It's been a year to remember for Latinos in the United States. Now it's time to celebrate and reflect.
Latinos are growing in power and influence. Census numbers show Latinos are the nation's largest minority population, moving front and center in U.S. political discourse, innovation, and pop culture.
Hispanics have become a potent force in virtually every dimension of U.S. life.
At 52 million, they now comprise more than 16 percent of the nation's total population, making them the largest ethnic or race minority in the United States. They account for a large percentage of new small business owners, generating roughly $351 billion in receipts annually. This year, Latinos had unprecedented prominence in both the Republican and Democratic national conventions.
A Latina topped the Forbes Celebrity 100 list, a ranking of the most powerful people in entertainment. Jennifer Lopez, who came in at No. 50 last year, soared to the top of the heap, with her estimated income of $52 million. The magazine said she was "the nation’s hottest and most sought after celebrity" -- the result of "smart positioning and whole lot of hustle."
For the first time, a Latino came very close to being vice president on a presidential ticket -- in the end, U.S. Sen. Marco Rubio didn't walk away with the prize, but was chosen for the primetime job of introducing Republican presidential nominee Mitt Romney at the party's convention. The Democrats picked a Latino keynote speaker for the first time in their history -- San Antonio Mayor Julian Castro, mentioned as a possible future U.S. president.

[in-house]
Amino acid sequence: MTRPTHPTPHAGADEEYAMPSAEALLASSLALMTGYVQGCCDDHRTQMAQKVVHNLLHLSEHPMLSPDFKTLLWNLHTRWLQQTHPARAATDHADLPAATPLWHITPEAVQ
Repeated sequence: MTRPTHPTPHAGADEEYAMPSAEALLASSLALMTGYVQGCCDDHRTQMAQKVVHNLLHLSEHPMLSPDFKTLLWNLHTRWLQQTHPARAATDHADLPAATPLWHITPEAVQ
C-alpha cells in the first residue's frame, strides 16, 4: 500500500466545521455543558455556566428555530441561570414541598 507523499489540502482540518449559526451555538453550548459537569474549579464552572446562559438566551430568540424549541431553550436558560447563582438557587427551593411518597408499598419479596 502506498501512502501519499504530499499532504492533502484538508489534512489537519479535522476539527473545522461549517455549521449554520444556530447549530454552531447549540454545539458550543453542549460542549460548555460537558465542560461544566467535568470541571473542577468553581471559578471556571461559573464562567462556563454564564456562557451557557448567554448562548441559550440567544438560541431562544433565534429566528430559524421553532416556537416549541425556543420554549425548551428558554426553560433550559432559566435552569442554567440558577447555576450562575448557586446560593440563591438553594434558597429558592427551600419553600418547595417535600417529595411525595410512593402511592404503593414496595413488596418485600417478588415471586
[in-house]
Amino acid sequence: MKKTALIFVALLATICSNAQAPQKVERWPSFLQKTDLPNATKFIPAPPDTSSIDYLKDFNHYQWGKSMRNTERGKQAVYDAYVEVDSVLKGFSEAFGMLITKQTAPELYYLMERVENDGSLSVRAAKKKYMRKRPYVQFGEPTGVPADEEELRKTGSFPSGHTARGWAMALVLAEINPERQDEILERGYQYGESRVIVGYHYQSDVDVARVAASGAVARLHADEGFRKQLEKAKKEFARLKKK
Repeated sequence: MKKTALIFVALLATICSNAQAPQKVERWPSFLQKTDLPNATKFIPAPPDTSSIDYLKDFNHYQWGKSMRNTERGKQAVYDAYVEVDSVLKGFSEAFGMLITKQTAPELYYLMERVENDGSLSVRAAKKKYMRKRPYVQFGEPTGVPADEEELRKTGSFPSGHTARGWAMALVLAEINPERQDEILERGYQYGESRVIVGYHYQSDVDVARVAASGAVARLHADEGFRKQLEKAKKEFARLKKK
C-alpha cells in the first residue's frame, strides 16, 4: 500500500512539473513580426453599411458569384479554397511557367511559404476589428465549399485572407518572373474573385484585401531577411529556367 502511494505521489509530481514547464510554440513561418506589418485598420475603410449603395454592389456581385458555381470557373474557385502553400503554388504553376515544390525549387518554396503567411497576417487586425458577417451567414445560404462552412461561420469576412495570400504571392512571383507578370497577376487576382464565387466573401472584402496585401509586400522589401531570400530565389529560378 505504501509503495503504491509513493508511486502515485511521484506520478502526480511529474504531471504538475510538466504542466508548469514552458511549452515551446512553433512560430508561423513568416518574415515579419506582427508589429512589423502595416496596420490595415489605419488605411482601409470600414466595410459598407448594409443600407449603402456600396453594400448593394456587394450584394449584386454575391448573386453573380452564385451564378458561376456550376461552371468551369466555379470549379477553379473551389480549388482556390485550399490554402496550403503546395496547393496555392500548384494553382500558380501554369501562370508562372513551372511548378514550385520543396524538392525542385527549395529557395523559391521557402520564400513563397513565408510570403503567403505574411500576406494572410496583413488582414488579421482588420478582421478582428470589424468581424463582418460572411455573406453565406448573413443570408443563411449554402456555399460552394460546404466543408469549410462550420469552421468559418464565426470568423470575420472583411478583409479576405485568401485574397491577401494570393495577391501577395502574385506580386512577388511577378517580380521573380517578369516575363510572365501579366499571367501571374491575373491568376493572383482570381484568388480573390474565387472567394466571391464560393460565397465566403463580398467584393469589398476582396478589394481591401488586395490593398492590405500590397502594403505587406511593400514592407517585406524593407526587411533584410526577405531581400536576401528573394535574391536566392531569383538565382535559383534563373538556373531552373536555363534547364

Latinos enjoyed key roles on television -- Cristina Aguilera is a judge on "The Voice," Ricky Martin guess-starred on "Glee," Gloria Estefan is a mentor on "The Next," a singing competition, Demi Lovato is a judge on "The X Factor." They also made their mark on Broadway; Ricky Martin, for instance, is starring in "Evita."
Sofia Vergara is on Hollywood's A-List, starring in the popular television comedy "Modern Family."
And thousands of Latinos are making their mark in other ways, out of the spotlight.
Here are Census Bureau facts about Latinos:
132.8 million: The projected Hispanic population of the United States in 2050. If the projection holds true, Hispanics will be 30 percent of the nation's population at that time.
2nd: Ranking worldwide of the size of people in the United States who have origins in a Spanish-speaking country. Only Mexico, with 112 million resident, had a larger such population than the United States.
63 percent: The percentage of Hispanics who were of Mexican background in 2010.
More than 50 percent: The percentage of the U.S. Hispanic population that lives in California, Florida, and Texas as of July 2011.
46.7 percent: The percentage of New Mexico's population that was Hispanic as of July, 2011, the highest of any state.
4.7 million: The Hispanic population of Los Angeles County in 2010, the highest of any county in the United States.
97 percent: The percentage of East Los Angeles's population that was Hispanic as of 2010.
82: The number of the nation's 3,143 counties that were majority-Hispanic.
25: Number of states in which Hispanics were the largest minority group.
2.3 million: The number of Hispanic-owned businesses in 2007, up 43.6 percent from 2002.
$350.7 billion: Receipts generated by Hispanic-owned businesses in 2007, up 58 percent from 2002.
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